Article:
DxO PhotoLab’s greatest strength is as a raw file editor/converter, where it has few equals. Once up and running it’s quick to use and you can view edits as you make them. The combination of ClearView Plus and sharpening and microcontrast adjustments enables users to produce really sharp images with minimal risk of artefacts. Noise reduction through the denoising function is easy and very effective and the Colour Wheel is fun to use with multiple applications, both functional and creative. The software also ‘plays nicely’ with complementary applications like Lightroom.
1. A one-off payment of around $300 gets you the premium version of DxO PhotoLab 3.2, one of the most powerful raw file processor/editors available, for less than a year’s subscription to the Adobe photography plan with 1TB of cloud storage.
2. The software is available for Windows and Mac OS platforms and supports ICC profiles for colour management as well as the newer DCP colour profiles.
3. The latest version of the software adds support for the Canon EOS-1D X Mark III, Leica D-Lux 7 and Q2, Nikon D780 and Olympus E-M1 Mark III cameras.
4. DxO’s optical modules, used to apply automatic corrections when images are uploaded, are based upon more than 18 years of expertise in camera and lens testing. The corrections, which include camera and lens-profile based geometry corrections for barrel, fisheye, and pincushion distortion, and DxO Smart Lighting for automatic exposure optimisation, may be all that’s needed for many images.
5. The inclusion of U-Point technology (acquired with the Nik collection in 2017) provides a powerful tool that can be used with adjustable brushes for local area brightness, contrast and colour adjustments as well as Graduated Filter, Mask, Eraser, Auto-mask, and Control Point tools. The Control Point tool, applies the same correction to all pixels in the selected area of the same colour and brightness value as the point, with feathering at the edges.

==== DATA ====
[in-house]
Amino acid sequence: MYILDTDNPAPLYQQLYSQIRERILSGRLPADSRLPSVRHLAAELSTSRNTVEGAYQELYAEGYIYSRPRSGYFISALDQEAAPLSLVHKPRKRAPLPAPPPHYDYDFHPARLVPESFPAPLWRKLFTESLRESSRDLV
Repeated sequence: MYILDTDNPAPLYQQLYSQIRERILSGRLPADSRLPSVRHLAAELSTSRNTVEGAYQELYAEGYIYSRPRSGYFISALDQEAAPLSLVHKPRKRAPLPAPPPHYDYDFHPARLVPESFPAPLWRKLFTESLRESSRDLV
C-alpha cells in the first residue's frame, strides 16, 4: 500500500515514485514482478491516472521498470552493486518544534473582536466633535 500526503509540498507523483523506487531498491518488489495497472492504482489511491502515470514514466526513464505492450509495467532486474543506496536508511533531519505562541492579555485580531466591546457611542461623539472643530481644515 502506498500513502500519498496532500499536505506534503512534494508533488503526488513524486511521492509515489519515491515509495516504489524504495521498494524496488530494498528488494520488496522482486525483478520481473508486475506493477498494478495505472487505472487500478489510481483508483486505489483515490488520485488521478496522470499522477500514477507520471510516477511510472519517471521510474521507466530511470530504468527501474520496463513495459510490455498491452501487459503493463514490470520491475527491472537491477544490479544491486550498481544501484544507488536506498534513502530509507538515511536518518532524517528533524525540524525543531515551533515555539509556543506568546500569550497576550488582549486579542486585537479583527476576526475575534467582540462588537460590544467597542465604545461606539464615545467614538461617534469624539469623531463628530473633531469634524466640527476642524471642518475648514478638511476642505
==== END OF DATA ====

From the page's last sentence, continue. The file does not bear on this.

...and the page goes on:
6. Other Nik-based plug-ins that can be accessed directly from DxO Photolab include DxO PRIME for noise reduction and DxO ClearView Plus for haze removal.
7. A new HSL adjustment colour wheel makes it easy to apply subtle changes to a selected colour range. An adjacent Uniformity slider allows the strength of the adjustments to be fine-tuned.
8. The customisable workspace has two modes: PhotoLibrary for browsing, uploading and organising image files and Customise, which contains the editing tools. These tools are grouped under the following titles: Histogram, Essential Tools, Light, Colour, Detail, Geometry and DxO ViewPoint. They can be arranged in any order, opened or collapsed with a mouse click or brought onto the working area for greater editing control and precision.
9. Editing is non-destructive and edits are saved in sidecar files that are kept in the same folder as the images. This saves space when different versions of images are stored.
10. Split-screen views are available for before and after comparisons during editing and the Help button accesses an extensive suite of instructions on using all aspects of the program.
Distributor: DxO Labs; https://www.dxo.com/dxo-photolab/
Interest piqued? For a more comprehensive review of the ‘most refined set of tools for editing raw files’ click here.
– Or to go to our review of another worthy Adobe competitor, Serif Photo 1.8, click here.